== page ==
Kulkmann's G@mebox - www.boardgame.de



Author: unknown

Krimsus Krimskrams Kiste 1998

G@mebox Star



The game Beutelschneider (= cutpurse) is focused on the happenings in a small medieval town. It is a game for 3 to 5 players and the main playing mechanism of the game is closely related to well known "highest card wins the round" games. There are three colours, and all of them consist of the same ranked cards: 1 to 4 gold, Beggar, Serving Wrench, Landlord, 10 Gold and Merchant. In their turn, the players play these cards following standard mechanisms: a card of the same colour as the first card usually must be served, and only if this cannot be done an other card can be discarded or a joker can be played. The player who has collected most gold at the end of the game has won.

So far - so good, but the striking factor in the game are the joker cards which add a lot of fun to the game which make it much more interesting. The highest joker is the Duke, and he usually cannot be beaten - only if another player can play the Assassin directly on the Duke the Duke is killed and the player of the Assassin wins the round (being worth an additional 10 Gold at the end of the game). Another nice combination is the Hero and the Comtesse. Being normal jokers if played solo, their function is different when one is directly played after the other. Here the later card always seduces the earlier, and thus the player of the later card will win the round. This is, unless the Duke comes on top of them, spotting their liason and prohibiting it. Last, we have the Cutpurse which may be put into a round where the player cannot serve the colour, and the player who has the Cutpurse at the end of the game has to substract 20 Gold from his total. However, on top of the Cutpurse the Town Guard may be played, capturing the Cutpurse and being worth an additional 10 Gold.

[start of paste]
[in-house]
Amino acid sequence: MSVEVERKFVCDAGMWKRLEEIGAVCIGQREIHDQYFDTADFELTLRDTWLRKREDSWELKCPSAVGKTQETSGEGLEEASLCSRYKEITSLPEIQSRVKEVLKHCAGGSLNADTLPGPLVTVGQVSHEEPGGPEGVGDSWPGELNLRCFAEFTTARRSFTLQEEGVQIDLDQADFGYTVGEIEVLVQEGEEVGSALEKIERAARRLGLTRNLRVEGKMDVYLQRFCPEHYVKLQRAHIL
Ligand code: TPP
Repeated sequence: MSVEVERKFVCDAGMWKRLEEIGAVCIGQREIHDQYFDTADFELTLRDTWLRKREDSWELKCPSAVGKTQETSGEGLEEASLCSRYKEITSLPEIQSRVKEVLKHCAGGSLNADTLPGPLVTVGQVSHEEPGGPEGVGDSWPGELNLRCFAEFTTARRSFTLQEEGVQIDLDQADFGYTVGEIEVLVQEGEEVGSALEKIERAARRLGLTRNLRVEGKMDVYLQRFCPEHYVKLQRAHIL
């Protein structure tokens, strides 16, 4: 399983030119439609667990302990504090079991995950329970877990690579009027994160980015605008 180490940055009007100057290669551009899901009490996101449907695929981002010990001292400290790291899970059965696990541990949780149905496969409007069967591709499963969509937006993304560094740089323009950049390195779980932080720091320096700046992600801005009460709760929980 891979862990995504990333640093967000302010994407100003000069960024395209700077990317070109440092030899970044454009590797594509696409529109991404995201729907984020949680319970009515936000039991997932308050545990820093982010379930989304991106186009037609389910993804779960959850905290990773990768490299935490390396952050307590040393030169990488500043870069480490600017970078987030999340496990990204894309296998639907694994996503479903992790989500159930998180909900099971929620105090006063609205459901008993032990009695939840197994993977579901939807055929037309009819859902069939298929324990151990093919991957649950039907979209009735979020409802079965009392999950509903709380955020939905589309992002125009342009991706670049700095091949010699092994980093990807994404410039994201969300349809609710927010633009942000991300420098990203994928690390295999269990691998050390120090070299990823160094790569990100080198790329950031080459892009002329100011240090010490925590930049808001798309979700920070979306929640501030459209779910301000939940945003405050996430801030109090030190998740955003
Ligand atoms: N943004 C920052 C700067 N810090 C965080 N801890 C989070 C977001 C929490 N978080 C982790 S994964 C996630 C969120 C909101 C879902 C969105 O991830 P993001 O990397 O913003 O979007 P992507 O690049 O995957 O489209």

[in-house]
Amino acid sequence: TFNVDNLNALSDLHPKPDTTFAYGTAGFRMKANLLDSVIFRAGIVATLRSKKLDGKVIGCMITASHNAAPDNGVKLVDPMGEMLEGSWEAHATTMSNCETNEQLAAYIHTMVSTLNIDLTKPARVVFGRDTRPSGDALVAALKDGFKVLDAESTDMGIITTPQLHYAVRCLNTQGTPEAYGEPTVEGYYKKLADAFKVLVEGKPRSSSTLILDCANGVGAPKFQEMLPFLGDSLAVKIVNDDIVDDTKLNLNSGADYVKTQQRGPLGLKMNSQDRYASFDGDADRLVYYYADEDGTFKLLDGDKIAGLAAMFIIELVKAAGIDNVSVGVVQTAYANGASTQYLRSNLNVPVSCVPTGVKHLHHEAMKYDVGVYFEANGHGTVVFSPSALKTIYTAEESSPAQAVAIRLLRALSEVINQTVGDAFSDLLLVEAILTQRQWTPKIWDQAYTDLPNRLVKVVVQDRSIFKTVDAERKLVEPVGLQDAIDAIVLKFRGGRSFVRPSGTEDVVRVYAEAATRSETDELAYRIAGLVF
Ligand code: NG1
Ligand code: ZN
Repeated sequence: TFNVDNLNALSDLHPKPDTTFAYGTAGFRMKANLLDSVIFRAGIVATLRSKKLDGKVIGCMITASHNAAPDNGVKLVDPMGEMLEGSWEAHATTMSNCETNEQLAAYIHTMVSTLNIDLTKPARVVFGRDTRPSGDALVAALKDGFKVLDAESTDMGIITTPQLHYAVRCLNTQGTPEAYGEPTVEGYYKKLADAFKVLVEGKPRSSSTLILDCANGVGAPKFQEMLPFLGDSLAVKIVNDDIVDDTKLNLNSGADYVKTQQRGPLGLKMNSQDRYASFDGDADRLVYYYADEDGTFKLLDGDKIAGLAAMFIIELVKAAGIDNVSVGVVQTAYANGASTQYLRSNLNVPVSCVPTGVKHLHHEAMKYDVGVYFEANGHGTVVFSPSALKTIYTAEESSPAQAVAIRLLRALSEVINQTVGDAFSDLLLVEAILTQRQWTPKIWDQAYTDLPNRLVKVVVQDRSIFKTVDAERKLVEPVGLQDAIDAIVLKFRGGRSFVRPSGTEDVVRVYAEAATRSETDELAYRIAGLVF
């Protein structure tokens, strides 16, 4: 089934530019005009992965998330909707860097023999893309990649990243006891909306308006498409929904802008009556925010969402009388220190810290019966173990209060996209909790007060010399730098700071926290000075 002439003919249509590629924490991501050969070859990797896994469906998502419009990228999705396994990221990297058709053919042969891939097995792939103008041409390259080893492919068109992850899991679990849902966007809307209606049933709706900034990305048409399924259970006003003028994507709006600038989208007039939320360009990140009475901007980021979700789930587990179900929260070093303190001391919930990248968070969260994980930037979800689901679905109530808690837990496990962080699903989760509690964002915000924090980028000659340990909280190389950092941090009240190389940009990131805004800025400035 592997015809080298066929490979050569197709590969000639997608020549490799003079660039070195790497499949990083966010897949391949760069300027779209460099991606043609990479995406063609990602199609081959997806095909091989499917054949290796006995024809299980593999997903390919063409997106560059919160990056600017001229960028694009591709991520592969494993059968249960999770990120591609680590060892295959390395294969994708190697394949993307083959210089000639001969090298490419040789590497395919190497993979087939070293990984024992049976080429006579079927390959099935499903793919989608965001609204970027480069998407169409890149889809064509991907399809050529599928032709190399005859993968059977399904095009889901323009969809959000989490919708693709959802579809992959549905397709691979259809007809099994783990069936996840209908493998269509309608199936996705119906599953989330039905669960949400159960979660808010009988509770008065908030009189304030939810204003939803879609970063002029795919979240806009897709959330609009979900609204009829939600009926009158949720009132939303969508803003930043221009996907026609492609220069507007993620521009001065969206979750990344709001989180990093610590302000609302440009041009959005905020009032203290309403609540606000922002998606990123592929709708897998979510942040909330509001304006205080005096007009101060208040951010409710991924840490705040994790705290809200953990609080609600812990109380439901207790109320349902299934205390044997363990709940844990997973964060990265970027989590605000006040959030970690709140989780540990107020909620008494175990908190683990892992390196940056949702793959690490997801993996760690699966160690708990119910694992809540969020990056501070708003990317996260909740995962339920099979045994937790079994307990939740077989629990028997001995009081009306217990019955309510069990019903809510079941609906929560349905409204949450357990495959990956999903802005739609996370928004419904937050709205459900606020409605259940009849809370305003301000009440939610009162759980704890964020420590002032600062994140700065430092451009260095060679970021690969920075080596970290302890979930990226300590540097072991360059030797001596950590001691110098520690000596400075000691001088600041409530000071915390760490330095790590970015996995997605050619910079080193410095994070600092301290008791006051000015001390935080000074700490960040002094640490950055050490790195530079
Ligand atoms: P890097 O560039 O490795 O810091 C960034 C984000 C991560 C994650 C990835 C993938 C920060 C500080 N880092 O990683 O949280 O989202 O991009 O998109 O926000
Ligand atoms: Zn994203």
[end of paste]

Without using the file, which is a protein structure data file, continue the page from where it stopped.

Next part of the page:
I cannot remember whether I have ever seen a game so easy which is so closely connected to a fitting background story. The deck of cards is well adjusted and the cards powers nicely support the story of the game. The artwork supplements this, and I would call Beutelschneider a really attractive game. And that for a price of only 10 DM! There even exists a 7-card-expansion called Gaukelspiel, introducing more characters with quite hillarious attributes to the game.

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Copyright © 2006 Frank Schulte-Kulkmann, Essen, Germany